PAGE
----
My own research findings have implied that traditional violence reduction strategies more often make things worse when they are used to control terrorism. Competing interests often fuel ongoing terrorist violence by entrenching political leaders who promote “get tough” policies, motivating those targeted by those policies to join the fight. Solutions to this conundrum are likely found outside the more typical dyadic models, by involving those who are on the losing end of this toxic dynamic—the constituencies and the broader public. Solving this complex puzzle requires the involvement of more disciplines. When economists, historians, and political scientists work with artists, humanitarians, and others, new perspectives open up that can lead to innovative solutions.

In short, I am thrilled to be a part of the interdisciplinary Mershon Center as the Mershon Professor of Human Security. I restate my title here because its broadness feels like an affirmation for my contribution. To me it means that my research is not defined by its disciplinary boundaries. In my research analyses, I no longer need to have violence or crime as my dependent variable if other outcomes are more salient to the investigation. Of course, regardless of how winding my future scholarly paths may be, my contribution will always include the systematical rigor required for thoughtfully collecting and analyzing new and relevant empirical data.

 

What are you most looking forward to with moving to Columbus?

Since I was asked to answer these questions, we had quickly moved to Columbus, as the housing markets in both cities required our family to act faster than expected. However, so far Columbus has proven to be as good as, or even better than, we anticipated. I had lived in the D.C. area for nearly twenty years, and my wife and I were both looking forward to slowing things down a little. Most people in D.C. are always busy, rushing to their next appointments and battling traffic, which requires much planning for spontaneous connections with friends. It is tiring. Add a pandemic to the mix and we realized just how much we were yearning for easy connections with good friends. While moving to a city seven hours away might not seem like an obvious way to make easy connections, we were fortunate enough to find a neighborhood where people spontaneously strike up engaging conversations along the street. Collective efficacy is alive and well here, and the contrast between this and our Maryland neighborhood couldn’t be starker. When I left Maryland, our neighbors and I lamented on how we felt from the beginning that we would become good friends, but just didn’t have enough time to make that happen. The night I pulled into our new neighborhood with my cat, the next-door neighbors invited me over for ice cream and wine (the family and dog were coming the next day). Other neighbors joined us, and we had deeply personal conversations about the nuances of life. They didn’t seem to mind that our cat, Meira, was already stalking the local prey using their garden as cover; whereas, I’m pretty sure that our neighborhood listserv in Maryland was referring to Meira in their ongoing complaints about local cats.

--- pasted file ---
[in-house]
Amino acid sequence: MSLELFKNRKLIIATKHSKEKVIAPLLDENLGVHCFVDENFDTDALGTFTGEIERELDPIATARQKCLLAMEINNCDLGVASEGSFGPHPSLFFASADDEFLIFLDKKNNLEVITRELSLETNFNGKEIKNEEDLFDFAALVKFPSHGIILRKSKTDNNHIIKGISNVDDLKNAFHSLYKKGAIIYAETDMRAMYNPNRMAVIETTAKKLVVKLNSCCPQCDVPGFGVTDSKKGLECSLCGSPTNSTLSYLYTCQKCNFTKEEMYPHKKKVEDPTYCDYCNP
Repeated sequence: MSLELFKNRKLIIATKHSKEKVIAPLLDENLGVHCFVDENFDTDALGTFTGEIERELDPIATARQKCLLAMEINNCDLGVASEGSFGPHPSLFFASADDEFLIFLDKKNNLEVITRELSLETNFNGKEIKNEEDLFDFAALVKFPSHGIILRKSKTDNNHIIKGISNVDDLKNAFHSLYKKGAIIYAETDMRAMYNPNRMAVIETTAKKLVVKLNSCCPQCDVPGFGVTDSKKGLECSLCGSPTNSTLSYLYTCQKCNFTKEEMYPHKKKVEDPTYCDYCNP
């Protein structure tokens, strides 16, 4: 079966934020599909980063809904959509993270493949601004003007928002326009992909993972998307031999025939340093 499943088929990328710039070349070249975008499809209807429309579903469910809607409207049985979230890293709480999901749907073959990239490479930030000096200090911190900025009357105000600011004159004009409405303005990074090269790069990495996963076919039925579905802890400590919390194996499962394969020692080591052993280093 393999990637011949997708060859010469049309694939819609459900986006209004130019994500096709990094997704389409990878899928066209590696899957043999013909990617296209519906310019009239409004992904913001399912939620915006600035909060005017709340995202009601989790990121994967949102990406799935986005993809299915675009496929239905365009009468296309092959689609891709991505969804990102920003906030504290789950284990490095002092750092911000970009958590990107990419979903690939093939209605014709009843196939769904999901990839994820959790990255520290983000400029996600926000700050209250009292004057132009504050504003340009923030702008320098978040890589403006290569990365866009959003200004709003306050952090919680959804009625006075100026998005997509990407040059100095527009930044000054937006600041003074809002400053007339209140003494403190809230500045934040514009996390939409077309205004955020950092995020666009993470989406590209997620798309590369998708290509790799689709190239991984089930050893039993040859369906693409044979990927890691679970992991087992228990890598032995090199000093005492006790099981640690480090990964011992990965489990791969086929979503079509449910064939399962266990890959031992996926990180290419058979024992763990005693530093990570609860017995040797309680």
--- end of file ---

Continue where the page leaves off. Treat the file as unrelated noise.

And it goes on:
What is something most people don’t know about you?

A few Google searches might reveal that I’m married to an awesome historian of public health, Marian Moser Jones, who is also starting at OSU in the College of Public Health and History Department. You might even discover through Google that we have a lively and loving four-year-old daughter who keeps us on our toes. So, instead, I will share what most people in my professional world do not know about me. I have been a student of Tarot for more than twenty years. Please know I am not and have never been a fortune-teller. However, I do find Tarot to be a useful tool to help people gain personal insight into patterns of thought and behavior that might have otherwise remained unconscious. I am also intrigued by the many archetypes and symbols that have transcended time and place, suggesting a persistence in core streams of human behavior independent of context. I continue to collect Tarot decks of all sorts and hope to spend more time doing readings.